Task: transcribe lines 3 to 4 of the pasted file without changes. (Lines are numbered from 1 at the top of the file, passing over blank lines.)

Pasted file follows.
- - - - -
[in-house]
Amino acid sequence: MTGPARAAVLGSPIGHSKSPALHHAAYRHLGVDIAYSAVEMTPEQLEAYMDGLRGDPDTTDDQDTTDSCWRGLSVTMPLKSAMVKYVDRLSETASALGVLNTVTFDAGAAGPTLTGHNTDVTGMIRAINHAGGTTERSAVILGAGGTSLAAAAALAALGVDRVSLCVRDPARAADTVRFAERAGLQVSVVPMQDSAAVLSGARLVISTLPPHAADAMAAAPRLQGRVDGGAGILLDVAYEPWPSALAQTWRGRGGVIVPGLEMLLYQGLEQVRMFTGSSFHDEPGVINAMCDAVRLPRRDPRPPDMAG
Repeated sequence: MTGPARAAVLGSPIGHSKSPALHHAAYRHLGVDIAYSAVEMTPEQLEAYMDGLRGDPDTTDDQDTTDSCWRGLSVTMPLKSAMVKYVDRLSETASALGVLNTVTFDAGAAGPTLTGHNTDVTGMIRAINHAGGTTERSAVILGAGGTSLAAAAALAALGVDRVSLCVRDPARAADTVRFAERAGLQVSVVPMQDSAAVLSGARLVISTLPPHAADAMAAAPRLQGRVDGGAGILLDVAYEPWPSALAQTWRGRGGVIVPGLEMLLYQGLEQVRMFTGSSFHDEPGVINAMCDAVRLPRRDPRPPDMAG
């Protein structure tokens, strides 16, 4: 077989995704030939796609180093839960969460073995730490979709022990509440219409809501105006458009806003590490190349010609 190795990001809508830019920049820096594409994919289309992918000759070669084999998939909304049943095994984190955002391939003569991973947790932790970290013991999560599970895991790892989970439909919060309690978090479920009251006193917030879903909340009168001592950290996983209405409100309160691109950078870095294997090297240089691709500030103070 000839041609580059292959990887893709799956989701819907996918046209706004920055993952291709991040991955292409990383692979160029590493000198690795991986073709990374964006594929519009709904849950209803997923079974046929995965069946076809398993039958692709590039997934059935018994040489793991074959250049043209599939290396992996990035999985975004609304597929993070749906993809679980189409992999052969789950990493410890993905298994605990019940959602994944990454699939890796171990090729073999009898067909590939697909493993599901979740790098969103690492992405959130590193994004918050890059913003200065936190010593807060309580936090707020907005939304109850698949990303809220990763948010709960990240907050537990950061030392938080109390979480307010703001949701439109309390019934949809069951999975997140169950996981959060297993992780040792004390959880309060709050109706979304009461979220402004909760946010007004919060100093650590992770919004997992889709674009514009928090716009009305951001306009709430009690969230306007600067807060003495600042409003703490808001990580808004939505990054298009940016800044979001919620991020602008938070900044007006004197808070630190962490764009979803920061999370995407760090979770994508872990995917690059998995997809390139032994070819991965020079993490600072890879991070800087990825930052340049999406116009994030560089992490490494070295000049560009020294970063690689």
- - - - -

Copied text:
Repeated sequence: MTGPARAAVLGSPIGHSKSPALHHAAYRHLGVDIAYSAVEMTPEQLEAYMDGLRGDPDTTDDQDTTDSCWRGLSVTMPLKSAMVKYVDRLSETASALGVLNTVTFDAGAAGPTLTGHNTDVTGMIRAINHAGGTTERSAVILGAGGTSLAAAAALAALGVDRVSLCVRDPARAADTVRFAERAGLQVSVVPMQDSAAVLSGARLVISTLPPHAADAMAAAPRLQGRVDGGAGILLDVAYEPWPSALAQTWRGRGGVIVPGLEMLLYQGLEQVRMFTGSSFHDEPGVINAMCDAVRLPRRDPRPPDMAG
């Protein structure tokens, strides 16, 4: 077989995704030939796609180093839960969460073995730490979709022990509440219409809501105006458009806003590490190349010609 190795990001809508830019920049820096594409994919289309992918000759070669084999998939909304049943095994984190955002391939003569991973947790932790970290013991999560599970895991790892989970439909919060309690978090479920009251006193917030879903909340009168001592950290996983209405409100309160691109950078870095294997090297240089691709500030103070 000839041609580059292959990887893709799956989701819907996918046209706004920055993952291709991040991955292409990383692979160029590493000198690795991986073709990374964006594929519009709904849950209803997923079974046929995965069946076809398993039958692709590039997934059935018994040489793991074959250049043209599939290396992996990035999985975004609304597929993070749906993809679980189409992999052969789950990493410890993905298994605990019940959602994944990454699939890796171990090729073999009898067909590939697909493993599901979740790098969103690492992405959130590193994004918050890059913003200065936190010593807060309580936090707020907005939304109850698949990303809220990763948010709960990240907050537990950061030392938080109390979480307010703001949701439109309390019934949809069951999975997140169950996981959060297993992780040792004390959880309060709050109706979304009461979220402004909760946010007004919060100093650590992770919004997992889709674009514009928090716009009305951001306009709430009690969230306007600067807060003495600042409003703490808001990580808004939505990054298009940016800044979001919620991020602008938070900044007006004197808070630190962490764009979803920061999370995407760090979770994508872990995917690059998995997809390139032994070819991965020079993490600072890879991070800087990825930052340049999406116009994030560089992490490494070295000049560009020294970063690689």